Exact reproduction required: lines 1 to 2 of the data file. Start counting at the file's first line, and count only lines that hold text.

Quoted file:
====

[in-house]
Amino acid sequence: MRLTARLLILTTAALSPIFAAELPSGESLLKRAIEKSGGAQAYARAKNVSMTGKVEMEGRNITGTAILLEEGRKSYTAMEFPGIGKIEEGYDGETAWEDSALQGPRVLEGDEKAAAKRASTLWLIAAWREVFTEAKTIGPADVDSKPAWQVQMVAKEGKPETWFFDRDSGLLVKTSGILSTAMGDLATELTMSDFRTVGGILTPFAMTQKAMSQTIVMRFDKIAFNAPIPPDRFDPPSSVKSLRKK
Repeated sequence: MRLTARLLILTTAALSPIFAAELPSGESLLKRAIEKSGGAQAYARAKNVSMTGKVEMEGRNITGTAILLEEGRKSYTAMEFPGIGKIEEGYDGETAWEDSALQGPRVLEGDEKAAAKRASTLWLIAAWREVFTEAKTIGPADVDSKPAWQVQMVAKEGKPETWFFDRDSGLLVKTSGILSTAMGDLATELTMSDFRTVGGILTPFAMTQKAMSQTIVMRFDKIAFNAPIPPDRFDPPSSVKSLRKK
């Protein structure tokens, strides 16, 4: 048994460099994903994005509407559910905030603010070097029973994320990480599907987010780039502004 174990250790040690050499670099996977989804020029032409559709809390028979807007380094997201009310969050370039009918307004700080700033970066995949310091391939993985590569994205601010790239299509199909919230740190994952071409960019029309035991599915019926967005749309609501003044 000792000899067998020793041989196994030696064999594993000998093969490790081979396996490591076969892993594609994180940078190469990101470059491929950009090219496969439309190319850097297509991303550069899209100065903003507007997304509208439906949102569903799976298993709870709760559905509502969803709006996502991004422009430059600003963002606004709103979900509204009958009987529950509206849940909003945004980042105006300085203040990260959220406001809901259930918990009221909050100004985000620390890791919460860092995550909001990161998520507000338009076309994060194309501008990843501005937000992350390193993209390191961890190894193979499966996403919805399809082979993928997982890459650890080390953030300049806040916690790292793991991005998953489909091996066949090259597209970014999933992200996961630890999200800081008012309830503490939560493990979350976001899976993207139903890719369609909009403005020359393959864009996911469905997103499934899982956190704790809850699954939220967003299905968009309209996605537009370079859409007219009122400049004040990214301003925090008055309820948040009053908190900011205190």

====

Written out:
[in-house]
Amino acid sequence: MRLTARLLILTTAALSPIFAAELPSGESLLKRAIEKSGGAQAYARAKNVSMTGKVEMEGRNITGTAILLEEGRKSYTAMEFPGIGKIEEGYDGETAWEDSALQGPRVLEGDEKAAAKRASTLWLIAAWREVFTEAKTIGPADVDSKPAWQVQMVAKEGKPETWFFDRDSGLLVKTSGILSTAMGDLATELTMSDFRTVGGILTPFAMTQKAMSQTIVMRFDKIAFNAPIPPDRFDPPSSVKSLRKK